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I originally posted this as a response to this question but realised I should have asked a new one. It seems to suggest I should be able to do the following:

int count = Db.Countries.Count();
Country newCountry = new Country{Name = "France"};
Db.Countries.InsertOnSubmit(c);
Country getCountry = Db.Countries.FirstOrDefault(x => x.Name == "France");
count = Db.Countries.Count();
Db.Countries.DeleteOnSubmit(c);
count = Db.Countries.Count();

However, on an empty table, count remains 0 throughout while stepping through in the debugger and getCountry is null after execution.

What am I missing?

share|improve this question
    
This is little bit out-of-topic, but are those Count() operations very heavy? I have understood that it makes database query to count amount of rows. Maybe converting it to list and then take Count instead on Count() is faster? – Tx3 Jan 18 '11 at 12:06
1  
Count() is quicker than converting to a list and then counting the objects in it. select count(1) from Country will always be quicker than select x, y, z from Country and then counting the results. – enashnash Jan 19 '11 at 16:08

LINQ-to-SQL sits in that nether-world between data in the database and objects held locally. At that point, you haven't submitted the changes to the database (Db.SubmitChanges()) - they only exist locally.

Db.Countries.Count() is executed at the database (i.e. select COUNT(1) from Countries) - and so the answer is 0.

It would be insanely hard (in the general case) to attempt to marry up the local deltas against the database world, so in short: don't do that. It won't work.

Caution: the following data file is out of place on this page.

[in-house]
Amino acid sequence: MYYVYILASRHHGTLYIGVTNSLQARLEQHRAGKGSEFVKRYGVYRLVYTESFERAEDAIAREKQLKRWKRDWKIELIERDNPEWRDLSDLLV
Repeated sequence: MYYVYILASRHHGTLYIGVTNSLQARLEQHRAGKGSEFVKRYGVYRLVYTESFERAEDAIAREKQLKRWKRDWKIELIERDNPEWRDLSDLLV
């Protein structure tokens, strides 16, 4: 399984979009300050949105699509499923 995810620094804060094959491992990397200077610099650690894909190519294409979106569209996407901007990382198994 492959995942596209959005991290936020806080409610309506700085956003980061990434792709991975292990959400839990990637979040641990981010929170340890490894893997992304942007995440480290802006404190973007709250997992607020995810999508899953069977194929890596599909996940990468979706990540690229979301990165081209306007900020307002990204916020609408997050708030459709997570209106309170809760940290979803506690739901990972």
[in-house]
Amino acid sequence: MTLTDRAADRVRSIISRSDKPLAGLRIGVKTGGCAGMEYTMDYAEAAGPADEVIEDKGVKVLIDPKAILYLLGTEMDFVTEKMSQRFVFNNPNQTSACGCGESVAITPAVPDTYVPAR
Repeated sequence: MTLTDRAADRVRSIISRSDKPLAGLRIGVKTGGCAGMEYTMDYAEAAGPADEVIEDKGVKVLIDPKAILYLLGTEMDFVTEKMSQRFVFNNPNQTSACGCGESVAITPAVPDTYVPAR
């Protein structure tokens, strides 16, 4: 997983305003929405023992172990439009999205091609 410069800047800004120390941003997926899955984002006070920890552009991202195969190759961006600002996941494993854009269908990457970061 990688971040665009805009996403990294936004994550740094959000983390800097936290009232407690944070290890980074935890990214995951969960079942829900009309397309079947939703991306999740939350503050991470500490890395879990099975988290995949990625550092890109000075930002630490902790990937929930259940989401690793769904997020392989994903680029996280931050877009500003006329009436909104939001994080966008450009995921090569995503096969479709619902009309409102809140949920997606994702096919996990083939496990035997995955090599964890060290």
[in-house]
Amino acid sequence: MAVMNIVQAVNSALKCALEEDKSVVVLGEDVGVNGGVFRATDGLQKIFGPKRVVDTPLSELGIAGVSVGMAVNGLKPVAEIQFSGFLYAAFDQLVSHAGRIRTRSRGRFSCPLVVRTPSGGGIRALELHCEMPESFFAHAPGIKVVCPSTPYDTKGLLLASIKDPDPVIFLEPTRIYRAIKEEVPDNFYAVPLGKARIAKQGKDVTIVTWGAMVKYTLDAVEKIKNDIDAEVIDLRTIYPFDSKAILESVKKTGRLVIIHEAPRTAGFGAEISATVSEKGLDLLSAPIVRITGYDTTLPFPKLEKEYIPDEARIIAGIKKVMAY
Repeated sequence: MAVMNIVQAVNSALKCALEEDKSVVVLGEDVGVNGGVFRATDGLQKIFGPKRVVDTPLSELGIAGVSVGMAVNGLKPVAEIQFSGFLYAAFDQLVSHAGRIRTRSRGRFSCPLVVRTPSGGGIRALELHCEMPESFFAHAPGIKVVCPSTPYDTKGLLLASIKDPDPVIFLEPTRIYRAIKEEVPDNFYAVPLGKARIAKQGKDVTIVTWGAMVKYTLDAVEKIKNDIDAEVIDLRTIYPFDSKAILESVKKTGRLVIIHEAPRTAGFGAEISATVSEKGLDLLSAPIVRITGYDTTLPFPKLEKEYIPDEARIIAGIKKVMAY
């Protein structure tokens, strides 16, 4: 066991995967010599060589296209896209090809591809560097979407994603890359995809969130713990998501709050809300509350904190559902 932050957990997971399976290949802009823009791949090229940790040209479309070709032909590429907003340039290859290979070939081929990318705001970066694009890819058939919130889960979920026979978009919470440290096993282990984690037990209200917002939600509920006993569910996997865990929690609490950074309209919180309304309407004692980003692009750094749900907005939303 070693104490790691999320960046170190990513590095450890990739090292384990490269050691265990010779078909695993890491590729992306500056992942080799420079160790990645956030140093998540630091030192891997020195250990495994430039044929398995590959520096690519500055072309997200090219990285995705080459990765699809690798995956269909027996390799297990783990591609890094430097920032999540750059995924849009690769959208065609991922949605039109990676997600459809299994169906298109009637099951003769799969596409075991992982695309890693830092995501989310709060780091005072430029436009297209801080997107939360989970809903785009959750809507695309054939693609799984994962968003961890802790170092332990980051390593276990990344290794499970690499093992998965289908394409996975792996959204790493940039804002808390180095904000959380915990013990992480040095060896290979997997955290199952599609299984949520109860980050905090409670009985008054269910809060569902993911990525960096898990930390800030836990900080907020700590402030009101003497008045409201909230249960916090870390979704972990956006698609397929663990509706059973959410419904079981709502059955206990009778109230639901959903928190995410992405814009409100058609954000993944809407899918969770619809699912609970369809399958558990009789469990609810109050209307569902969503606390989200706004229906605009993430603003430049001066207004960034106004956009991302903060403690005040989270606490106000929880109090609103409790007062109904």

share|improve this answer
    
Okay, I get that, I guess a better way of wording the question would have been, why is MyObject newObject = db.MyObjects.Where(o => o.Id == 1).SingleOrDefault(); from the original question okay, but Count() isn't? – enashnash Jan 18 '11 at 12:05
    
@enashnash actually you don't do an Id match in the original question, but there it gets... trickier ;p There is an identity manager (read: cache) that makes sure you always get the same Country object when the DB sees it; this is also used by .{First|Single}[OrDefault](pkid-match) and .Where(pkid-match).{First|Single}[OrDefault]() to avoid a round-trip. It is doing the Id == 1 query locally against this cache. – Marc Gravell Jan 18 '11 at 12:18
    
Cool. In that case, when I run the following, why is c == null at the end? Country c = new Country { Id = 123 }; Db.Countries.InsertOnSubmit(c); c = Db.Countries.FirstOrDefault(x => x.Id == 123); – enashnash Jan 18 '11 at 12:31
    
@enashnash presumably it isn't caching against 123 as it knows that number is irrelevant until the DB over-writes it? Maybe? Certainly the identity-manager kicks in once it has fetched the record once - maybe that is what is missing here. – Marc Gravell Jan 18 '11 at 12:34
    
Hmm, that doesn't explain why it worked in the question I referenced and doesn't work for me. Or are you saying that the object with Id == 1 must have already existed in the database in the referenced question? – enashnash Jan 18 '11 at 13:06

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